Fulfilling the Sunday Obligation . . .

Fulfilling Our Sunday Obligation
A short explanation of what is required for the fulfillment of the Sunday Obligation
Sunday Obligation Guidelines.pdf
Adobe Acrobat document [582.6 KB]

The Sunday Rest . . .

What kind of work can I perform on a Sunday without violating the Sunday rest?


     The Church commands all Catholics to keep Sunday holy—not merely to attend Mass. Thus, the first precept of the Church reads: to keep the Sundays and Holy Days of obligation holy, by hearing Mass and resting from servile work. In another place She says to abstain from “those labors and business concerns which impede the worship to be rendered to God… or the proper relaxation of mind and body” (Code of Canon Law no. 1247). By servile work we mean, in general, that sort of work which requires more of the body than the mind. Traditionally, the motive (e.g., to make money or recreation) is not the main factor in determining whether a particular work is servile or not. Thus, in order to maintain objectivity, not only the nature of the work must be taken into account but also the way it is done and how it is commonly regarded in the tradition of the Church.

     The following are generally considered to be servile works: plowing, sowing, harvesting, etc.; sewing, lawn mowing, cobbling, tailoring, printing, masonry work, etc.; all work in mines and factories, etc. In most places custom justifies knitting, crocheting, etc.

     On the other hand, it is permitted to go walking, riding, driving, rowing, taking journeys or pilgrimages, even though these may be fatiguing. Literary and artistic works such as studying, teaching, drawing or painting, playing musical instruments, writing, delicate sculpturing, embroidering, taking photographs are all lawful on Sundays and Holy Days, even if done for remuneration.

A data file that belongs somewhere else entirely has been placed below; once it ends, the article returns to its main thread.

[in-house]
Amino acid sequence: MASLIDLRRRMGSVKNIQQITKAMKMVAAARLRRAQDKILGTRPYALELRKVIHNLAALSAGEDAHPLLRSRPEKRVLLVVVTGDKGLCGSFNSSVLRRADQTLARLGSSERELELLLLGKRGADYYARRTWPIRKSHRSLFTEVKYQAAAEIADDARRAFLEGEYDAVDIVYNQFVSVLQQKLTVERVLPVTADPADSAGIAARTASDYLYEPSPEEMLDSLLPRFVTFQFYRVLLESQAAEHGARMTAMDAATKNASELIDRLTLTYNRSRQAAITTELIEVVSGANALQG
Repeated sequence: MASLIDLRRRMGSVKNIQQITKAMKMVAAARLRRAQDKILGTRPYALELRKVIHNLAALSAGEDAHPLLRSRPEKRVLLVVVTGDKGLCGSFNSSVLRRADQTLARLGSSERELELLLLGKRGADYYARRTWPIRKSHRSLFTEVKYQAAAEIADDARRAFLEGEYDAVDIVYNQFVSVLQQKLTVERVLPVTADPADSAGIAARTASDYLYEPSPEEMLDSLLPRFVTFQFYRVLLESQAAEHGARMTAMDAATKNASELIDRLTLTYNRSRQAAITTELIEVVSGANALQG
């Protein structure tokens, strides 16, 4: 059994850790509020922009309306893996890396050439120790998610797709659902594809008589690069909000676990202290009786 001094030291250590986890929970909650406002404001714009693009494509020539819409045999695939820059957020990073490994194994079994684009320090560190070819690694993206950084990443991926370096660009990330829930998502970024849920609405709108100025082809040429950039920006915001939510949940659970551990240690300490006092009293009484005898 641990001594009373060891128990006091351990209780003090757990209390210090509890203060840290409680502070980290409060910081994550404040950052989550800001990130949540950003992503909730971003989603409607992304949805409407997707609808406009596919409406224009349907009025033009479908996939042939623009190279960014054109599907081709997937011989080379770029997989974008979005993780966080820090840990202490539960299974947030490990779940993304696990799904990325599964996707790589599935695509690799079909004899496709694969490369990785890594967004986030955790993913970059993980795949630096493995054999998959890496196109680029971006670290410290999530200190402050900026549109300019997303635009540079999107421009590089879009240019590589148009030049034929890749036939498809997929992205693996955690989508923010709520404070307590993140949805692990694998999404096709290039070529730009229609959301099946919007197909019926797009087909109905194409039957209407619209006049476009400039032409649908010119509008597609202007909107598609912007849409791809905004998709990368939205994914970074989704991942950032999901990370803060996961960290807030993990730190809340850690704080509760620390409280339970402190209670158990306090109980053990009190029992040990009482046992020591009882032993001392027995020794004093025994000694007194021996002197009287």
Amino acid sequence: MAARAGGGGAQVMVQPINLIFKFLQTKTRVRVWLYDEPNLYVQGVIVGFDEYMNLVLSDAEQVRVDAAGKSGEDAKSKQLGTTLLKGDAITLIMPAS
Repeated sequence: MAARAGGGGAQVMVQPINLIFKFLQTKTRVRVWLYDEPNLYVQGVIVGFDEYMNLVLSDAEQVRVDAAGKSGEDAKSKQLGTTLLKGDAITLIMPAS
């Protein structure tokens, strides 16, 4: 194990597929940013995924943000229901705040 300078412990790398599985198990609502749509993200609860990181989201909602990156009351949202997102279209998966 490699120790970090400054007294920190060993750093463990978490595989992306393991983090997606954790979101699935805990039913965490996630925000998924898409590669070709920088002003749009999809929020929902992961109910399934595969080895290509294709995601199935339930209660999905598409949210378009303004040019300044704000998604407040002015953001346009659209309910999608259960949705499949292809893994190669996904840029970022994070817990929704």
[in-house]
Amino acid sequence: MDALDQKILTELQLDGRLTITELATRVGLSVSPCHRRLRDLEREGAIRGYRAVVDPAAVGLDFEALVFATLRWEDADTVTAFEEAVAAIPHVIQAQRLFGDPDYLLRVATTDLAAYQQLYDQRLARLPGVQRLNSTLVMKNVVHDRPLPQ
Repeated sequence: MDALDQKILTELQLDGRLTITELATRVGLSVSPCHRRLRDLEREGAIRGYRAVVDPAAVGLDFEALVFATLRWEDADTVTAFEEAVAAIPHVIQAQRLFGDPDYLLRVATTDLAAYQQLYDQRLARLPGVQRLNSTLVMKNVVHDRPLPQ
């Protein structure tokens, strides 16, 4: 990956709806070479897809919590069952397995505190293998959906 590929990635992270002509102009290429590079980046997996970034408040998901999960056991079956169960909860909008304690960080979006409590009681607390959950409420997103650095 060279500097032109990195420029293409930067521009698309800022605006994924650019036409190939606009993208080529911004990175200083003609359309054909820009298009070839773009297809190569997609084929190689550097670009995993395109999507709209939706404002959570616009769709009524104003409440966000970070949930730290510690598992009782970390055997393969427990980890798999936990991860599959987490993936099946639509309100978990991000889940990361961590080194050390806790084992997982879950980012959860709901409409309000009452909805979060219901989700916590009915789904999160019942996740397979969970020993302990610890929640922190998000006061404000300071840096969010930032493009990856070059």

Two to three hours of servile work would be considered grave matter for sin. The following causes, however, would excuse from the observance of the law forbidding servile work. In general, any work is allowed that left undone would cause grave loss to oneself or another (i.e., “the ox is in the ditch”); an employer requires one to work on Sunday; works of charity to those in need; or those of necessity, public or private, such as all indispensable housework (dishes, cooking, etc.); any work in case of fire, flood, or other disasters. Let us strive to keep the Lord’s DAY holy rather than an hour on Sunday.


Can I go shopping on a Sunday?


     No, we should not shop on Sundays. In general, all commercial activity should stop on Sundays if for no other reason than to give all employees a chance to worship God and rest on the Lord’s Day as He commands. Thus, commercial stores should be closed and they actually were for many years. Only in the last several decades have they been allowed to remain open for business on Sundays. An exception to the rule is often made to businesses that supply necessary items like food and gasoline. Thus, such businesses as convenience stores, restaurants, and gas stations are allowed to be open on Sundays. Let us strive not to defer to a festival what should have been taken care of during the week, thereby distracting our attention from things of God.